It’s only one game, and the Tigers still have their issues — but so far, so good on that theory.
Greene got his first major-league hit in his first at-bat on a bloop single into left in the first inning. The hit brought the Comerica Park crowd to its feet, where it stayed frequently Saturday afternoon.
It was the fourth hit of the inning — an offensive explosion by this year’s standards — following Robbie Grossman’s first home run of the season and Javier Báez’s first homer long ball since May 22.
The Tigers set a season high for runs, with three homers after entering Saturday with just two all month; all nine starters recorded a hit by the fourth inning as the bats powered the Tigers to a 14-7 win over the Texas Rangers.
It ended a six-game losing streak and improved their record to 25-40.
“Our team needed it, our staff needed it, our fans needed it,” manager A.J. Hinch said. “I mean we needed to have a good game and we did, so that was exciting.”
Greene finished 2-for-3 with two walks and two runs scored.
In his second at-bat, Greene hit a 90 mph line drive to left on a 1-1 fastball, but it was directly at Zach Reks for an out.
The rookie worked a walk in the fifth after falling behind 0-2 and walked again in the sixth, this time on five pitches, to reach base for the third time.
“Walks are a lot to me,” Greene said. “Being able to be on base as many times as I can, being able to spit on those pitches in the dirt, that means I feel good about myself and I’m seeing the ball.
“So yeah, walks are a big part of what I’m trying to do.”
His final at-bat came in the eighth, when he fell behind 0-2 for the second time.
In another lefty-on-lefty matchup, Greene stayed with the pitch and hit a single the other way for his second hit and fourth time on base.
Greene said he has had a lot to process the past 24 hours.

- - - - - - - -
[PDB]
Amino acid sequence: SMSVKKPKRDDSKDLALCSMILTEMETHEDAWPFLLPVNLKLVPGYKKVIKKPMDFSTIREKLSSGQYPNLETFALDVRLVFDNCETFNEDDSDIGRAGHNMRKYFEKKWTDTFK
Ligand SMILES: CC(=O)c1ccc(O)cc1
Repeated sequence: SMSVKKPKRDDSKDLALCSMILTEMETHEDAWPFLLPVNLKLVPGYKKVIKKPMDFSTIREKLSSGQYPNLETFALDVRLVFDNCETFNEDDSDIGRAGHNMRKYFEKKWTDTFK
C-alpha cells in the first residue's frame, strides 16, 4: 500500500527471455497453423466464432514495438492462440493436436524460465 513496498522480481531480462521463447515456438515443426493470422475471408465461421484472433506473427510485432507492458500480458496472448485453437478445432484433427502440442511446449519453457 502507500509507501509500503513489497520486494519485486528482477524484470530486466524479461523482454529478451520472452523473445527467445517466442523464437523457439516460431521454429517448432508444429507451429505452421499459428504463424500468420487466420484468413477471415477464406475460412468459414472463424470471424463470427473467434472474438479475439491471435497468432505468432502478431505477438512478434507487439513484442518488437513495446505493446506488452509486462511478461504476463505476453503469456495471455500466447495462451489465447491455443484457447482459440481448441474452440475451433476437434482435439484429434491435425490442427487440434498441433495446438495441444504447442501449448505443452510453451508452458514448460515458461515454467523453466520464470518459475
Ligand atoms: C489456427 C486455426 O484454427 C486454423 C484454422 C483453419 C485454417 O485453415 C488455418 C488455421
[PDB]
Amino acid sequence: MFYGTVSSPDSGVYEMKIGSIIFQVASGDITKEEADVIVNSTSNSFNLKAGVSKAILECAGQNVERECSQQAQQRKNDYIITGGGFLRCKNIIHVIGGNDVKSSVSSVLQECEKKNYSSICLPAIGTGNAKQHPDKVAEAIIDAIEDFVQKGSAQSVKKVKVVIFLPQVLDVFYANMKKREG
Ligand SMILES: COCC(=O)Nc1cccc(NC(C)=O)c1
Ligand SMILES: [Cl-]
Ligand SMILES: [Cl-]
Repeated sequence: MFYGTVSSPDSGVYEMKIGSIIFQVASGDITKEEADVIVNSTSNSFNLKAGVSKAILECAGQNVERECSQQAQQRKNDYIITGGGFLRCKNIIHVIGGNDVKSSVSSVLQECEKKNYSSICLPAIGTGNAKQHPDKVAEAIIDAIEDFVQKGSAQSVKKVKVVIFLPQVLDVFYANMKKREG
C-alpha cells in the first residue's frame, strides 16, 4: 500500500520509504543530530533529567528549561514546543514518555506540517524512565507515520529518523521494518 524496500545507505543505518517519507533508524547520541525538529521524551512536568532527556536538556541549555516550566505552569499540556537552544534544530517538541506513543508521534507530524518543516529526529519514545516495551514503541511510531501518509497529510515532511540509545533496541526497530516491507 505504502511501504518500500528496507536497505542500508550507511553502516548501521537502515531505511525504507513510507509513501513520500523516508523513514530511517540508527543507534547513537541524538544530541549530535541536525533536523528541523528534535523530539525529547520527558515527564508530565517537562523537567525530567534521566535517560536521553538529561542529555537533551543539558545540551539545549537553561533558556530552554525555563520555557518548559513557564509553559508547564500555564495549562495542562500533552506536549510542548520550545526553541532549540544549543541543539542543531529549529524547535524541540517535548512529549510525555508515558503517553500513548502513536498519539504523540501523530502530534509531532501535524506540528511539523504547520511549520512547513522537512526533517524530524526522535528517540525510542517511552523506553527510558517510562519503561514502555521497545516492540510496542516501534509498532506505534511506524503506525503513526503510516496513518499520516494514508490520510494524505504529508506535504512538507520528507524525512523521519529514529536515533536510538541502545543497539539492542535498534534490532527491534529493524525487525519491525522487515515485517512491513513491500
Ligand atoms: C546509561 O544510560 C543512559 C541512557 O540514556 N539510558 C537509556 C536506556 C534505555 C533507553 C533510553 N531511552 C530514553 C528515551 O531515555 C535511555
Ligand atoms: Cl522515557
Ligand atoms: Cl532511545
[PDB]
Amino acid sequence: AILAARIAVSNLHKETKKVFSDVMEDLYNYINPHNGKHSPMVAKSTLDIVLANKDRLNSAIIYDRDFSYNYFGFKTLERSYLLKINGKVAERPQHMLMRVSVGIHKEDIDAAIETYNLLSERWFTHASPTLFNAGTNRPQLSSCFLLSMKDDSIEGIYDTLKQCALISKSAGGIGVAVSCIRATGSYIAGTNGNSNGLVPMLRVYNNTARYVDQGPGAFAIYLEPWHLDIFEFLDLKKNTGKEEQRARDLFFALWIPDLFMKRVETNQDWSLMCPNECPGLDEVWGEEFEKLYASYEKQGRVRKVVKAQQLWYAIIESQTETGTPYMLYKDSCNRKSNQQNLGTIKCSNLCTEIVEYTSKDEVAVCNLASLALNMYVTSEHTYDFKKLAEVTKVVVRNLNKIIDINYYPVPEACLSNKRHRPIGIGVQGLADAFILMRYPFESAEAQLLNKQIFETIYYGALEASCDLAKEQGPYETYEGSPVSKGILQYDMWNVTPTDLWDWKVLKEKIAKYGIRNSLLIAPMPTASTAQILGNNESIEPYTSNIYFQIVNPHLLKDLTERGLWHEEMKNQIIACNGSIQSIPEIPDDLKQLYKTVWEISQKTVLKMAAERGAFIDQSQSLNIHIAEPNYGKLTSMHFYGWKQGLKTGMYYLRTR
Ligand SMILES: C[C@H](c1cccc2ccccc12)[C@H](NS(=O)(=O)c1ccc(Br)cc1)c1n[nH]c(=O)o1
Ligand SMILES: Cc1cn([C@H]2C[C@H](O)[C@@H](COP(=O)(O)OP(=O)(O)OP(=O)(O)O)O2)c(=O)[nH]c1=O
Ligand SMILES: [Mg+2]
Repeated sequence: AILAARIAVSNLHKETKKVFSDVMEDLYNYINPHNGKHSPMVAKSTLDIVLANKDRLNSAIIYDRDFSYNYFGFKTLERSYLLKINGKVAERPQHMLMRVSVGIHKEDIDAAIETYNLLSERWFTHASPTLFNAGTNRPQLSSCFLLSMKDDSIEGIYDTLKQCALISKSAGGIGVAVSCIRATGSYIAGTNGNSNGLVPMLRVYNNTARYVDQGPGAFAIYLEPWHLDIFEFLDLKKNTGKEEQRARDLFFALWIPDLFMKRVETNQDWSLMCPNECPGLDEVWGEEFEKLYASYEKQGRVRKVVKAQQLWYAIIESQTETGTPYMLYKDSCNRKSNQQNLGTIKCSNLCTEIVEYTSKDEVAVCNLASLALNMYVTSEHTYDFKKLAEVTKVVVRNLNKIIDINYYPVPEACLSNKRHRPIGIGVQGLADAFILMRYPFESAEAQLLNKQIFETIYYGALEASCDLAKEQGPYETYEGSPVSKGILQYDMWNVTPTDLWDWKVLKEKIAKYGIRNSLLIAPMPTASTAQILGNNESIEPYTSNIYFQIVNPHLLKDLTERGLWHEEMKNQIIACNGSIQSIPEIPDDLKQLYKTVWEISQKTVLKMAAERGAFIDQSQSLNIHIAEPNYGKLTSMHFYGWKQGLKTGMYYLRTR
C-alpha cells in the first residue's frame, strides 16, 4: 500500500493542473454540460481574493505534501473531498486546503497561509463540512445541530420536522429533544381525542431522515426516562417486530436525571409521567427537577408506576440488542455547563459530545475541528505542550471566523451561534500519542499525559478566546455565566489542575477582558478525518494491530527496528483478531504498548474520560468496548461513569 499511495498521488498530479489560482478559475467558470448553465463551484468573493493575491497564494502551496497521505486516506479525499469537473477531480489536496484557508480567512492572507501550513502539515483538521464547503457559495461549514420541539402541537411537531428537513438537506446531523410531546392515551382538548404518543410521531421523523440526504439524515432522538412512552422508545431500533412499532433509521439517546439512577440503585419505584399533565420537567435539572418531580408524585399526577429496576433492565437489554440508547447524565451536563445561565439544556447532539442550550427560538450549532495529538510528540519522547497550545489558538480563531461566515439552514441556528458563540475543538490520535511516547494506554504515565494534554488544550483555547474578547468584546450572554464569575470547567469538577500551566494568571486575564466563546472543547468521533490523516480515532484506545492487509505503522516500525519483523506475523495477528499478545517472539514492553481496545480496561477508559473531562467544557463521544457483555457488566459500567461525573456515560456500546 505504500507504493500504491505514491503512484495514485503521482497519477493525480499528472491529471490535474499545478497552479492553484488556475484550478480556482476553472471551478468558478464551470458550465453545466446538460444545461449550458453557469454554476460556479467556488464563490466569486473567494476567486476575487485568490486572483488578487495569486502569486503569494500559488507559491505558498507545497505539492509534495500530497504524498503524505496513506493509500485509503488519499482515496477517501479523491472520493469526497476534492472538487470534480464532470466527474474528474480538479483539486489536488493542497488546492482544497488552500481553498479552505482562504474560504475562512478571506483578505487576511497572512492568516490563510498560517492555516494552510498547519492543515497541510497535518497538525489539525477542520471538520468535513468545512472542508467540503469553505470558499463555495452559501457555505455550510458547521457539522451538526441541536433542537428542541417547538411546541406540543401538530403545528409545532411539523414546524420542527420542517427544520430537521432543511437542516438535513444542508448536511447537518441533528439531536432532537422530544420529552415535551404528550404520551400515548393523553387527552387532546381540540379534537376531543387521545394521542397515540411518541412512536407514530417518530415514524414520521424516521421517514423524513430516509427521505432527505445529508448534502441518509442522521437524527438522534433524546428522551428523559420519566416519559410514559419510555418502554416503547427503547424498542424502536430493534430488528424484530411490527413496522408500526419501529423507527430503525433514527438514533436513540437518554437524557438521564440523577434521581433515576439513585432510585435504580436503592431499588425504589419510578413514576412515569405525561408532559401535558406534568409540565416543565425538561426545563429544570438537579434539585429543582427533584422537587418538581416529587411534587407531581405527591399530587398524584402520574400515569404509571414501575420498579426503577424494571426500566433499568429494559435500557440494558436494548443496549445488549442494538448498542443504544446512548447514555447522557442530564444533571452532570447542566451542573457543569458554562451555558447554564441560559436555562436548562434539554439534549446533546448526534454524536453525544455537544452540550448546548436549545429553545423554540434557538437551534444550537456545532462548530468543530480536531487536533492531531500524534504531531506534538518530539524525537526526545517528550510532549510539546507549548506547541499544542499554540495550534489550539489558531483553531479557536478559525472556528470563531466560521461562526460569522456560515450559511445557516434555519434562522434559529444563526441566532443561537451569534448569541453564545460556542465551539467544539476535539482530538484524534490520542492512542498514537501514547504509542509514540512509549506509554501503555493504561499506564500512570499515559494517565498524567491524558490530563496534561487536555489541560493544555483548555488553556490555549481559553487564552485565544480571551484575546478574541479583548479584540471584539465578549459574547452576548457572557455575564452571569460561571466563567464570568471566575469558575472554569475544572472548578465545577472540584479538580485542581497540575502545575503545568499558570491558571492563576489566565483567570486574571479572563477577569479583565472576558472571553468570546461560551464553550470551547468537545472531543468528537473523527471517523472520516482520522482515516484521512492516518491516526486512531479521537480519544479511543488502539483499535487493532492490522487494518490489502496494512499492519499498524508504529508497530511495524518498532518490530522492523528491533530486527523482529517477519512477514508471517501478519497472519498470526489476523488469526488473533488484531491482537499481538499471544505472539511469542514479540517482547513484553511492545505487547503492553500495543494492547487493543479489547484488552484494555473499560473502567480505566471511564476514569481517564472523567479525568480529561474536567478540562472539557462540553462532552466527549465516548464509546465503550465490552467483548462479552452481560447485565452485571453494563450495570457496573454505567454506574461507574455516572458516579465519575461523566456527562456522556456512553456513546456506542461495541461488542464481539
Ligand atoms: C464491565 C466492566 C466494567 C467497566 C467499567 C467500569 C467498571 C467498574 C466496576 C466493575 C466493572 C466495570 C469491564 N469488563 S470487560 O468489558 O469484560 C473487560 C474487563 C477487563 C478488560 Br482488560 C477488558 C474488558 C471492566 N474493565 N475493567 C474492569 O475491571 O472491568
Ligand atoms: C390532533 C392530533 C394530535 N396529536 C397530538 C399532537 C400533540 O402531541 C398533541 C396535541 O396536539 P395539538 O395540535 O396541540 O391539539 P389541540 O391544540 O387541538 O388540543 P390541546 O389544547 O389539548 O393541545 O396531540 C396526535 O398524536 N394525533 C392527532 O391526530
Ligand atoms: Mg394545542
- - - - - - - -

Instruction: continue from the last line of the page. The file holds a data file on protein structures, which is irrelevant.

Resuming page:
He only got a chance to exchange a few quick words with his family after the game before going into the clubhouse, but that he’s looking forward to sitting down with them at dinner and soaking it all in.
“When I ran out to center field, I was a little nervous, but I just tried to breathe through it,” Greene said. “Once I got my first hit I was all good after that. I guarantee my mom was emotional.”
The bats go boom
Detroit had scored just one run in its past 35 innings and had not scored on a hit since Monday — their two runs generated since came on sacrifice flies. In all, over the previous seven games, the Tigers had scored just 10 runs.
Adolis Garcia’s solo homer off Rony García in the top of the first presented a bleak outlook: The Tigers entered Saturday 7-32 when allowing the first run.
Grossman’s long ball in the first tied things quickly. That was followed by a two-out Eric Haase double and a 386-foot Báez blast, hit at 105.8 mph, that made it 3-1.
“Finally, you know, good contact,” Báez said. “We did have a good approach (today) … I’m just working on my timing and seeing the ball right now.”
Detroit didn’t look back. After Jonathan Schoop and Kody Clemens led off the second with back-to-back singles, Willi Castro grounded into a double play to make it 4-1.
In the fourth, the Tigers finally found some long-awaited clutch hitting. After Torkelson led off with a 400-foot double to left-center — his second extra-base hit of June — consecutive strikeouts suggested he was about to be stranded.
Instead, Castro singled to make it 5-1, followed by a Grossman line drive single to left. Cabrera then laced a two-run single up the box to plate Castro and make it 6-1, ending the day for Rangers starter Taylor Hearn.
Texas’ bullpen didn’t fare any better.
On his third pitch, Jesus Tinoco was greeted by Haase, who turned on a sinker for a three-run laser to the left-field seats at 109.8 mph, making it 9-1.